Follow These Two Steps to Sanitize Your Kitchen, Expert Says
Simply put, food carries germs. This is especially true with fresh foods like fruits and vegetables, and raw meats, fish, chicken, and eggs.
In order to minimize the risk of foodborne illness, it's important that you start prepping on a clean and sanitized surface and when you're finished cooking you clean and sanitize the surfaces and equipment used once again.
For more on how to stay safe, are The 7 Healthiest Foods to Eat Right Now.
First, what germs lurk in food?
Bacteria that can potentially make you and your family sick if you don't handle your food properly include Salmonella in raw eggs and poultry, E. coli in undercooked ground beef, and Listeria Monocytogenes commonly found in unpasteurized milk and cheese, deli meats, and hot dogs.
But there are many more pathogenic microorganisms that lurk in your kitchen, and the best way to get rid of them is to clean and then sanitize surfaces, equipment, and your hands after cooking.
Below you'll find out how you can properly sanitize your kitchen against harmful germs.
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It's a two-step process.
In 2019, the U.S. Department of Agriculture (USDA) released its two-step process for minimizing germs in your kitchen. This includes cleaning and then sanitizing—in that specific order.
Step 1: Clean
Cleaning is an important first step that removes visible dirt and bacteria that may cause you and your family to become sick. Pathogenic bacteria can remain on kitchen surfaces for a long time. For example, Salmonella can last up to 32 hours! By following step one and cleaning, it is physically removing dirt, grime, and some bacteria from your kitchen surfaces. However, it doesn't kill these bacteria.
The USDA recommends using warm, soapy water to clean kitchen surfaces and your kitchen sink. After you wash those areas, wipe them with a clean, disposable (single-use) paper towel. If you are using kitchen towels for cleaning in your kitchen, then make sure that the towel is only used for cleaning and no other task. In addition, that cleaning towel should be washed frequently in the hot cycle of a washing machine.
Lastly, don't forget to wash your hands with soap and warm water. Lather your hands together for at least 20 seconds, or as long as it takes to sing the song "Happy Birthday" twice.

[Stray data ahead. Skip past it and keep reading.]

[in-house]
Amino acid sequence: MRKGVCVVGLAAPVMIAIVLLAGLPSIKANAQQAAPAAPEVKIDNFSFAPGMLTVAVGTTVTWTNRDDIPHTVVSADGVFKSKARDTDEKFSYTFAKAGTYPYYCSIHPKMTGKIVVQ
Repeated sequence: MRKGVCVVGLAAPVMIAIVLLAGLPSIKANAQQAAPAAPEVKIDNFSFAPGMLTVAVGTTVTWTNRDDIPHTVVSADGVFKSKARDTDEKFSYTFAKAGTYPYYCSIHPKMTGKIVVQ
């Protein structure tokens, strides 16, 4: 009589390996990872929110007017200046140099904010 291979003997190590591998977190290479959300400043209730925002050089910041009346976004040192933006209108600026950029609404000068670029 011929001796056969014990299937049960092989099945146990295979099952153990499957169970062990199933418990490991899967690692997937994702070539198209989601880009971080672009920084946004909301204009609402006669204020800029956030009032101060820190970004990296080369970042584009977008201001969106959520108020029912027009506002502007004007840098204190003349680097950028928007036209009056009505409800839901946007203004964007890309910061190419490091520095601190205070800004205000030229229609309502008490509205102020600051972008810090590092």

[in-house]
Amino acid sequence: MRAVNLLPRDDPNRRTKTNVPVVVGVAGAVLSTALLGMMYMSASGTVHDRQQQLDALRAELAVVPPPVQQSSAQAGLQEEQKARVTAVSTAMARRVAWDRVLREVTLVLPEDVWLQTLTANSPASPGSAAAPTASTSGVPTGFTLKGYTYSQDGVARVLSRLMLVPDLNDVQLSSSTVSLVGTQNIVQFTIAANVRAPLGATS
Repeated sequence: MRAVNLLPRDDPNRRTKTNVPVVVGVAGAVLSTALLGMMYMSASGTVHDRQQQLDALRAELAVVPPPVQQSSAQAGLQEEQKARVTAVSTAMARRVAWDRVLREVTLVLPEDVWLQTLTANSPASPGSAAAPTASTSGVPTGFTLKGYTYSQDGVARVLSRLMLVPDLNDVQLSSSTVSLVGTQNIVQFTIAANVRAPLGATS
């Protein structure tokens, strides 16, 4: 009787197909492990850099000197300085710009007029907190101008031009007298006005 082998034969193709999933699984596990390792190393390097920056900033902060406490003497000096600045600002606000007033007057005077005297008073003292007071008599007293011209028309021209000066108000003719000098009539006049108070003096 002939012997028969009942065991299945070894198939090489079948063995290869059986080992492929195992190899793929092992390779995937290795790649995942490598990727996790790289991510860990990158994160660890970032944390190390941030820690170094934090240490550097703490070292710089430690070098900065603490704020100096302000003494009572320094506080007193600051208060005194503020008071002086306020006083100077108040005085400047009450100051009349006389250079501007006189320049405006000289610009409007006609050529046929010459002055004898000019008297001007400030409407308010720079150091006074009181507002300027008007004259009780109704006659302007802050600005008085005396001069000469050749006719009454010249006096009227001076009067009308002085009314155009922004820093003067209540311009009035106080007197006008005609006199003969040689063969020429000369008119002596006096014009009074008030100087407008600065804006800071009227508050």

Step 2: Sanitize
After you clean, then it's time to kill any remaining bacteria. Sanitizing is most effective only after you have cleaned the surface.
There are numerous sanitizers you can use at home. These include a homemade sanitizer mix of 1 tablespoon of liquid chlorine bleach per gallon of water, or a commercial sanitizer or sanitizing wipe.
To use your sanitizer, pour or spray it on surfaces and wipe clean with a paper towel. Make sure that it's completely dry before using those surfaces or sink again. When using commercial sanitizer, follow the manufacturer's instructions that are on the label. Some commercial sanitizers instruct you to rinse the surface after using the sanitizer on it.
What about the dishwasher?
If you have a dishwasher, it can do the work for you! It can be used to clean and sanitize your utensils and cutting boards if they're made from materials that are dishwasher safe (like acrylic, plastic, glass).
But if you don't have a dishwasher, then use soapy water to wash them and then use the homemade sanitizing solution listed above. Utensils can be soaked in sanitizing solution, while you can pour some sanitizing solution on cutting boards. Allow the dishes or cutting board to stand a few minutes in the sanitizing solution before rinsing it off with water. Always air dry your dishes or dry them with a single-use paper towel.
For more on food safety, here are 'Healthy' Foods That Are Actually Dangerous, According to Dietitians.